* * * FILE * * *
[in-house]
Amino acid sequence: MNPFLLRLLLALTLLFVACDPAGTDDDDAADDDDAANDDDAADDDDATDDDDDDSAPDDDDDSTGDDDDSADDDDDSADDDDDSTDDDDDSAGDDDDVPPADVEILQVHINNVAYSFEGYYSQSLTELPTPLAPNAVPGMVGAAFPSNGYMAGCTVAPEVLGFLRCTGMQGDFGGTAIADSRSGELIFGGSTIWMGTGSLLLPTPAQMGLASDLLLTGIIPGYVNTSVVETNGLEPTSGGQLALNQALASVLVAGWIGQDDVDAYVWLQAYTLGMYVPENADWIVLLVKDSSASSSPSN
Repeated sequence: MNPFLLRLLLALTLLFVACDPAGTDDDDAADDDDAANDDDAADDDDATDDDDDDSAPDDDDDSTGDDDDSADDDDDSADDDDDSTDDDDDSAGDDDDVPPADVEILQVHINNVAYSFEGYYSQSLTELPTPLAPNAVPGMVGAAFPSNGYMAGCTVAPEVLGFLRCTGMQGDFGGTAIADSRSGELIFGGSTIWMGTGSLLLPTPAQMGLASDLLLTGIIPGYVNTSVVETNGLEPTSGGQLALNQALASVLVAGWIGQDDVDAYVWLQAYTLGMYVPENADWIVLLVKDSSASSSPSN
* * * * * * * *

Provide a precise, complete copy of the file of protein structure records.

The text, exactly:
[in-house]
Amino acid sequence: MNPFLLRLLLALTLLFVACDPAGTDDDDAADDDDAANDDDAADDDDATDDDDDDSAPDDDDDSTGDDDDSADDDDDSADDDDDSTDDDDDSAGDDDDVPPADVEILQVHINNVAYSFEGYYSQSLTELPTPLAPNAVPGMVGAAFPSNGYMAGCTVAPEVLGFLRCTGMQGDFGGTAIADSRSGELIFGGSTIWMGTGSLLLPTPAQMGLASDLLLTGIIPGYVNTSVVETNGLEPTSGGQLALNQALASVLVAGWIGQDDVDAYVWLQAYTLGMYVPENADWIVLLVKDSSASSSPSN
Repeated sequence: MNPFLLRLLLALTLLFVACDPAGTDDDDAADDDDAANDDDAADDDDATDDDDDDSAPDDDDDSTGDDDDSADDDDDSADDDDDSTDDDDDSAGDDDDVPPADVEILQVHINNVAYSFEGYYSQSLTELPTPLAPNAVPGMVGAAFPSNGYMAGCTVAPEVLGFLRCTGMQGDFGGTAIADSRSGELIFGGSTIWMGTGSLLLPTPAQMGLASDLLLTGIIPGYVNTSVVETNGLEPTSGGQLALNQALASVLVAGWIGQDDVDAYVWLQAYTLGMYVPENADWIVLLVKDSSASSSPSN